Consistency of the maximum likelihood estimator turns on the assumption that the conditional variance of Y; is p;(1 — p;). It’s worth noting that we can dispense with this assumption and simply fit Y; to Ф by nonlinear least squares (NLLS).
This sort of agnostic NLLS shares the robustness properties of OLS; it gives the best MMSE fit in a class of approximating functions.
of a third child in families with samesex sibships.
An outcome of primary interest in this context is employment status, a Bernoulli random variable with a conditional mean between zero and one. To complete the model, suppose that employment status, Yj, is determined by the latent index
Yj = 1[XjPo + PiDj >"j], (4.6.13)
where "j is a second random component or error term. This latent index can be seen as arising from a comparison of the costs and benefits of working.
The source of omitted variables bias in the bivariate Probit setup is correlation between vj and "j. In other words, unmeasured random determinants of childbearing are correlated with unmeasured random determinants of employment. The model is identified by assuming Zj is independent of these components, and that the random components are normally distributed. Given normality, the parameters in (4.6.12) and (4.6.13) can be estimated by maximum likelihood. The log likelihood function is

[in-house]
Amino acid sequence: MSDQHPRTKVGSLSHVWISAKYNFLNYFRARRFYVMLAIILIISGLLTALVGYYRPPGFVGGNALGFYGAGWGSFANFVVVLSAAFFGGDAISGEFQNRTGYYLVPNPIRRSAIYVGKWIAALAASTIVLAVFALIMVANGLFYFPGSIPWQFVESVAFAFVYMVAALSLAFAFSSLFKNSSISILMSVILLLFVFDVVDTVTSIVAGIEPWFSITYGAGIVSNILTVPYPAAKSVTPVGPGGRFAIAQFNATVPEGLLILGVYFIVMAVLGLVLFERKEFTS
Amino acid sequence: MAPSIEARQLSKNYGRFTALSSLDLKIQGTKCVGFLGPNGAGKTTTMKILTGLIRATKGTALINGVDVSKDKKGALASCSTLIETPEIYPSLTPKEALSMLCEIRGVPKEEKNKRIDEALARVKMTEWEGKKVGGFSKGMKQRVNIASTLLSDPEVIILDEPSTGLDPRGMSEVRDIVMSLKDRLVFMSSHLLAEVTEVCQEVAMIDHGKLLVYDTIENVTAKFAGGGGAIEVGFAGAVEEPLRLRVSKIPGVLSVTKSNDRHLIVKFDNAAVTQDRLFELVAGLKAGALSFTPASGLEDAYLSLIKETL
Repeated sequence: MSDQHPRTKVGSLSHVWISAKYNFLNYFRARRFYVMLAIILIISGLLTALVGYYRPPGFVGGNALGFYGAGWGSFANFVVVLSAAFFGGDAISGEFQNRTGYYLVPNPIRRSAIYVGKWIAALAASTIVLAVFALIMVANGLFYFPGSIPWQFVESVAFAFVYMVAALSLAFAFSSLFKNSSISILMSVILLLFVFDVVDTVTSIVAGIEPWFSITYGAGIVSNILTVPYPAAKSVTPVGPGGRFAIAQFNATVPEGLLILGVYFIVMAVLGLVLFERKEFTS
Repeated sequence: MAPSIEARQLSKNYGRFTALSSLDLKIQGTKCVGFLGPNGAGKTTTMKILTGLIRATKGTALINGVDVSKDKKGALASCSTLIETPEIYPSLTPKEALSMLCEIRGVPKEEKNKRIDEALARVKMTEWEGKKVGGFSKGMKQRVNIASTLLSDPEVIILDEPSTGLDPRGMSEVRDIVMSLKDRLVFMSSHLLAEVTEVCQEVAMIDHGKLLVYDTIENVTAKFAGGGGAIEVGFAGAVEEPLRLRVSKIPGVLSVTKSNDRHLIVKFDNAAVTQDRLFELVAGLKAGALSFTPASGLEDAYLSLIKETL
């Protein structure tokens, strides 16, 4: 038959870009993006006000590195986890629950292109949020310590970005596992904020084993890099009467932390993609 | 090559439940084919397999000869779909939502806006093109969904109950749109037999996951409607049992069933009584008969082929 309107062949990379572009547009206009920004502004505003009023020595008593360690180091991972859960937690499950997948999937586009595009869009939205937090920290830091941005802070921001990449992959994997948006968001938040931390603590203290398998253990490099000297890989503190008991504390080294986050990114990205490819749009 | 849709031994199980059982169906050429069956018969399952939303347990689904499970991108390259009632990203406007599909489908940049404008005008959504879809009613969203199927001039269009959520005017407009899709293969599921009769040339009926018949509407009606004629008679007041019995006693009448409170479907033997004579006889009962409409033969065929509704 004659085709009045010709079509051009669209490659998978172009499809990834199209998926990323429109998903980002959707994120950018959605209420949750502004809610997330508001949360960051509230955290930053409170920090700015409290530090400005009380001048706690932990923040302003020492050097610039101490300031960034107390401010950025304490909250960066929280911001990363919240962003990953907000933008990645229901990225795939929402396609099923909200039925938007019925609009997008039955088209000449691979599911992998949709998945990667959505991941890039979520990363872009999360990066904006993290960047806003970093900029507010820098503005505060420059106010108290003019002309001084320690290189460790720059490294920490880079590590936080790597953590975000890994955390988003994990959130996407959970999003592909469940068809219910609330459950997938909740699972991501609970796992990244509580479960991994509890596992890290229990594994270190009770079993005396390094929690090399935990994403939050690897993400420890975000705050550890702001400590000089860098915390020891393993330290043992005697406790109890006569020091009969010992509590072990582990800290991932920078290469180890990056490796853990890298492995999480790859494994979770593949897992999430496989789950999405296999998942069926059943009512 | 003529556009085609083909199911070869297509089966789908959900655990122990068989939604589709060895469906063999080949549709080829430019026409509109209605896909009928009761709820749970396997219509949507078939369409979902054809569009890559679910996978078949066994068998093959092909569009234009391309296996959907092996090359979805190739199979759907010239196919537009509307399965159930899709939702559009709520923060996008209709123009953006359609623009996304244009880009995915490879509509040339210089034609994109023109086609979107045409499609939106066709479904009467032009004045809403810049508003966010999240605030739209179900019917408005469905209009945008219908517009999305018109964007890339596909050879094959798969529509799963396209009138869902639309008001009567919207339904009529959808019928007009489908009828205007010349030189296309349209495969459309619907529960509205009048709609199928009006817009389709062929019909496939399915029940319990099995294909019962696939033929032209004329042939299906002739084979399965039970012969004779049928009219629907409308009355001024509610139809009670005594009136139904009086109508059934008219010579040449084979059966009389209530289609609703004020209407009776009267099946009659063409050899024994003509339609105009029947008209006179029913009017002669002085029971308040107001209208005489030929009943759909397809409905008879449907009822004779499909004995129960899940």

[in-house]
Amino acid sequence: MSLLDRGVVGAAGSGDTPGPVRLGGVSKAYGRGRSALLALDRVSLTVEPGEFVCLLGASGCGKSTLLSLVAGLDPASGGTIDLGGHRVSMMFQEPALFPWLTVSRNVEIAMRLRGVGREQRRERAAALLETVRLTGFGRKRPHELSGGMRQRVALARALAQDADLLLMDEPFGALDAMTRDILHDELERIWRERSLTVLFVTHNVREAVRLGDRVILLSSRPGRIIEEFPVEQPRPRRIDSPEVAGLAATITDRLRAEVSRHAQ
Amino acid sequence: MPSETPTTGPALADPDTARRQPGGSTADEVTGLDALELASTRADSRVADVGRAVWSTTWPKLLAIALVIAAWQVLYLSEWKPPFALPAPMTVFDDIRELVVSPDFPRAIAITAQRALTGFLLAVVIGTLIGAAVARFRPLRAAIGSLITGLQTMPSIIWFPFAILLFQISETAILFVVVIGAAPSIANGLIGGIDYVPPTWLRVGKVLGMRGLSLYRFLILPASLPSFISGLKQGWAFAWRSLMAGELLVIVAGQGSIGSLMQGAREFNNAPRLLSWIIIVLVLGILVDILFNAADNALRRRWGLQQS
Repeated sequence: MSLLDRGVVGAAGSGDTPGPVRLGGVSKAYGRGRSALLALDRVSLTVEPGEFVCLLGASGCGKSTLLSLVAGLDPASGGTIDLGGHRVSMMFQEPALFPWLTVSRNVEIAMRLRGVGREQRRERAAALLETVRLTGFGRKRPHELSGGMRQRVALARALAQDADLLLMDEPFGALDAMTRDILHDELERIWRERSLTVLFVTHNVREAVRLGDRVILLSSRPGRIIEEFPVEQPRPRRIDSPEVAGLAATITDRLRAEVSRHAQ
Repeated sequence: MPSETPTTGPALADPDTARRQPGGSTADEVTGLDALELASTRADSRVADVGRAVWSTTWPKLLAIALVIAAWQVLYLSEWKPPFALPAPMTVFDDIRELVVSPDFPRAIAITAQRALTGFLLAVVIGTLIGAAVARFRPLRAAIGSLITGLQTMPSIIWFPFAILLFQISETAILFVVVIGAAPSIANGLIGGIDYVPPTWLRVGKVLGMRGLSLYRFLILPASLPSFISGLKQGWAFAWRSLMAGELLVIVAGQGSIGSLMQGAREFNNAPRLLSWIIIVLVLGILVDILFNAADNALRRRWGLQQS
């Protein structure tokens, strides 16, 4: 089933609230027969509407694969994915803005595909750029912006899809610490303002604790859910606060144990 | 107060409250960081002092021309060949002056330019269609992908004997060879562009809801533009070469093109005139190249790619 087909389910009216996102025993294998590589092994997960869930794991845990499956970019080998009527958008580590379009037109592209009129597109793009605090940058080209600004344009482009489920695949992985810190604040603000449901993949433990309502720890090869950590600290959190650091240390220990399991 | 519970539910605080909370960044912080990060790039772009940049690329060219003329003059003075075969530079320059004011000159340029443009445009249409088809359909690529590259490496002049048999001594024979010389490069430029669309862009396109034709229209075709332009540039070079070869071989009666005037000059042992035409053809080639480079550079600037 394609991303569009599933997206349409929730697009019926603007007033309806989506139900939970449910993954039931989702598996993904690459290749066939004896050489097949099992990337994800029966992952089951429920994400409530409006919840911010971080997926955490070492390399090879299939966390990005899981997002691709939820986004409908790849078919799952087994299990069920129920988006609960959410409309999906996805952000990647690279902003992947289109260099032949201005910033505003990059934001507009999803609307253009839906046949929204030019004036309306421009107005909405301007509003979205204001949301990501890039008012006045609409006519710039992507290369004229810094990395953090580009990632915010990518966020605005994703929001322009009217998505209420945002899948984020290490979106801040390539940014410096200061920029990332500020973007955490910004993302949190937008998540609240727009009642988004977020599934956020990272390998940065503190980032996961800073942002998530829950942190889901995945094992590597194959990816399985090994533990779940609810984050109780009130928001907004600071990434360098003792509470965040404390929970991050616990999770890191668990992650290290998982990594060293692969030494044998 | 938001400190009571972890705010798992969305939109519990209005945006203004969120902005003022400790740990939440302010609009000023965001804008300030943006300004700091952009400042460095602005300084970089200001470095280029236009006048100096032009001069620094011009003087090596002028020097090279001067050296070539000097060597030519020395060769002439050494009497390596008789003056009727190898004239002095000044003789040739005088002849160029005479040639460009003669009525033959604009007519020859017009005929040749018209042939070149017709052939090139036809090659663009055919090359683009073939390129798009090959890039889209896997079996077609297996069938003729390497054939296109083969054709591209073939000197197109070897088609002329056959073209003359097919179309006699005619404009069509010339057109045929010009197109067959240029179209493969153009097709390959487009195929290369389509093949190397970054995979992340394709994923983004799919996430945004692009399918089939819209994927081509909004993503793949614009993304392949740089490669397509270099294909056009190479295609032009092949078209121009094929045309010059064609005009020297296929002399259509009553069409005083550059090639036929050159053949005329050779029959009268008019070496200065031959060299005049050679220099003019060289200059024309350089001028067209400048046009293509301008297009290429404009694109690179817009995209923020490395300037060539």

where Фь(, •; p£V) is the bivariate normal distribution function with correlation coefficient p£V. Note, however, that we can multiply the latent index coefficients by a positive constant without changing the likelihood. The object of estimation is therefore the ratio of the index coefficients to the standard deviation of the error terms (e. g., Pi/a£).
The potential outcomes defined by the bivariate Probit model are